If you find yourself taking the “hold on for dear life,” or HODL, stance toward cryptocurrency to the extreme, and can’t help yourself when it comes to buying cryptocurrency, you may be addicted. That’s the view of experts at the Scotland-based Castle Craig Hospital, which expanded its rehab services to cover cryptocurrency addiction earlier this month.
Experts have long compared the thrill of cryptocurrency to day trading, both of which entail high degrees of risk. You’re essentially gambling with your money with crypto and with day trading, and the thrill of massive returns — and the potential addictive effects — create an emotional dependence that is not much different from gambling addiction.
“The high risk, fluctuating cryptocurrency market appeals to the problem gambler,” Castle Craig gambling therapist Chris Burn says. “It provides excitement and an escape from reality. Bitcoin, for example, has been heavily traded and huge gains & losses were made. It’s a classic bubble situation.”
Similar to those that might be addicted to casino table games or slots, the addicted trader spends most if not all of their money on cryptocurrency, and will “chase” their losses in attempts to win back lost money. They may borrow excessively or even steal, or experience mood swings and obsessive thoughts and actions, the hospital says.
Castle Craig plans to treat addicts using the same methods used for excessive gambling. Cognitive behavioral therapy is the primary tool, and teaches the person how to accept responsibility for their addiction and coping strategies, finding positive activities to replace the need for cryptocurrency trading, and most importantly how to manage their debts and finances appropriately.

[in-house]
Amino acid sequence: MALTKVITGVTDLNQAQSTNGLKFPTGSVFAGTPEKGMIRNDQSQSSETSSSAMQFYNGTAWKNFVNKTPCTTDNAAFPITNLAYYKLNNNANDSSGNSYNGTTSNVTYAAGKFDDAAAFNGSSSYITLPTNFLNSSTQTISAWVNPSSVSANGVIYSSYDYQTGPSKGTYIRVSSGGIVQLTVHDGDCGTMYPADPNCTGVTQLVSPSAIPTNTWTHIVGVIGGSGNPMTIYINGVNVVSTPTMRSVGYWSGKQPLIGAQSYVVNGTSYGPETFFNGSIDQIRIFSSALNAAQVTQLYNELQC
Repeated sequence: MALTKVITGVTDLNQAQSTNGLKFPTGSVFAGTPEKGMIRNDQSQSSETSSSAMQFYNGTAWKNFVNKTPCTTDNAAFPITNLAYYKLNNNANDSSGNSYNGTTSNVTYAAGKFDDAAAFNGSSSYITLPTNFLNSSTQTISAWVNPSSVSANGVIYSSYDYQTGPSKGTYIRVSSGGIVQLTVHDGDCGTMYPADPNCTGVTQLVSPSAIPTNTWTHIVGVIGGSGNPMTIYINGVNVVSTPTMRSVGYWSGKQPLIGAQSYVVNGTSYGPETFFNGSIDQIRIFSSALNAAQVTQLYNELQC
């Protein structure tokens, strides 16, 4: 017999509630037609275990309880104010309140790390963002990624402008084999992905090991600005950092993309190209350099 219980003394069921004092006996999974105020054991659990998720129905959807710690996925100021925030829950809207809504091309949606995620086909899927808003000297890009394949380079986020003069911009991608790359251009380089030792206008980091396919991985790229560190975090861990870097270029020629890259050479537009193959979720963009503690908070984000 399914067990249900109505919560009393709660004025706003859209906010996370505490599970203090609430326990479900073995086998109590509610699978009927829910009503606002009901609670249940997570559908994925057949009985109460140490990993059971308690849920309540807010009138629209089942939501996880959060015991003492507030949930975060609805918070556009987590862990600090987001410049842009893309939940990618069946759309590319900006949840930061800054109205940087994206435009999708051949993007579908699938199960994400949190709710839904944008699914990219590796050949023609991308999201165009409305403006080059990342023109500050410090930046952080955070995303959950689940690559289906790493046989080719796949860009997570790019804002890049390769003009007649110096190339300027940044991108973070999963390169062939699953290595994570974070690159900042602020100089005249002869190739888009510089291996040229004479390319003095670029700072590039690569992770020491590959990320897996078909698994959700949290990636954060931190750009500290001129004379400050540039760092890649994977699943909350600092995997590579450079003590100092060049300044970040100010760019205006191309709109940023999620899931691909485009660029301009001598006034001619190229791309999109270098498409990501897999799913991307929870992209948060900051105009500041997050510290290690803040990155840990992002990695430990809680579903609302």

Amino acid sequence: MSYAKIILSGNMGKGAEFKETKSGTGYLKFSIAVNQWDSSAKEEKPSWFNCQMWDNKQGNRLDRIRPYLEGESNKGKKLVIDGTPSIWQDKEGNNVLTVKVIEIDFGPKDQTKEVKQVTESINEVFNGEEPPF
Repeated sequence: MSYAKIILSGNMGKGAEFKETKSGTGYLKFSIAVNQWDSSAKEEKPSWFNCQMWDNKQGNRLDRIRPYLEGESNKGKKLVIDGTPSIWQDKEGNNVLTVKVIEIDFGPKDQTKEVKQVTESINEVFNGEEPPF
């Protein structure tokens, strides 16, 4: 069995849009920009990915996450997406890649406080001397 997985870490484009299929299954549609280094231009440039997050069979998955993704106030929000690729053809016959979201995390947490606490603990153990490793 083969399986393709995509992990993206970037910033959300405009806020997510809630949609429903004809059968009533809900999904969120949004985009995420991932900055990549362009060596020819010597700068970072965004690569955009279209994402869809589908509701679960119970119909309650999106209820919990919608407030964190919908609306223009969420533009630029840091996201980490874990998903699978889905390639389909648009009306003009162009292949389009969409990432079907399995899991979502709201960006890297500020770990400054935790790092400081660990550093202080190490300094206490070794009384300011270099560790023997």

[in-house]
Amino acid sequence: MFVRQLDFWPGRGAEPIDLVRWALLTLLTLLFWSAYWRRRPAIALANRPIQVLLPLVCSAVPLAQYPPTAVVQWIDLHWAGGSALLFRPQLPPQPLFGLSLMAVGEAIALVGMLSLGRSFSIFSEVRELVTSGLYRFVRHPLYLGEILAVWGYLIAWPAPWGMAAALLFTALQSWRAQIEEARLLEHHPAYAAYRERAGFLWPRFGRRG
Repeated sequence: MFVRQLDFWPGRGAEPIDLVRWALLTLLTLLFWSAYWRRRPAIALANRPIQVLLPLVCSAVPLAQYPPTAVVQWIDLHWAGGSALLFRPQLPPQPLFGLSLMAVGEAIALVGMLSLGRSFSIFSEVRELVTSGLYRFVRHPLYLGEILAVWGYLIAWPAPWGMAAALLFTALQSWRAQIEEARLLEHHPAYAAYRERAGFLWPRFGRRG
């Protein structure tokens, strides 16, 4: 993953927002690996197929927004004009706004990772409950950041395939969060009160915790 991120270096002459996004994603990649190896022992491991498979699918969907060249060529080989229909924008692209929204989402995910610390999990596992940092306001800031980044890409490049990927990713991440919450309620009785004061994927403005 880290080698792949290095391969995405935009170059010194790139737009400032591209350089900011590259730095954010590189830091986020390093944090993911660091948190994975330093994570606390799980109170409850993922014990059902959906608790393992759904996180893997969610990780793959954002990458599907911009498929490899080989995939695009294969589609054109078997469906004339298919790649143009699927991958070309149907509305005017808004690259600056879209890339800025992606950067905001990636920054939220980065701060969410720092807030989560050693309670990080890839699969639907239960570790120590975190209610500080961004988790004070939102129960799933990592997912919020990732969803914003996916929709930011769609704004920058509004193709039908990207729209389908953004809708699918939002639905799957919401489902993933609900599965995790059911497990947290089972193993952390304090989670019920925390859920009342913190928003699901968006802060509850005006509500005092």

The help is not cheap: according to WikiTribune, Treatments start at 2,975 British pounds (about $4,000) per week for a multi-occupancy room all the way up to 4,970 pounds (about $6,600) weekly for a private room. Considering most addiction programs are multi-step processes — Castle Craig’s is 12 — treatment could easily run into the tens if not hundreds of thousands of dollars.
While most won’t be able to afford the treatment out-of-pocket, the company says it offers payment plans, and in some cases a portion of the cost might be covered under public or private insurance. The company also operates clinics in at least six other European countries, however it’s not immediately clear if the program will be offered at those locations.
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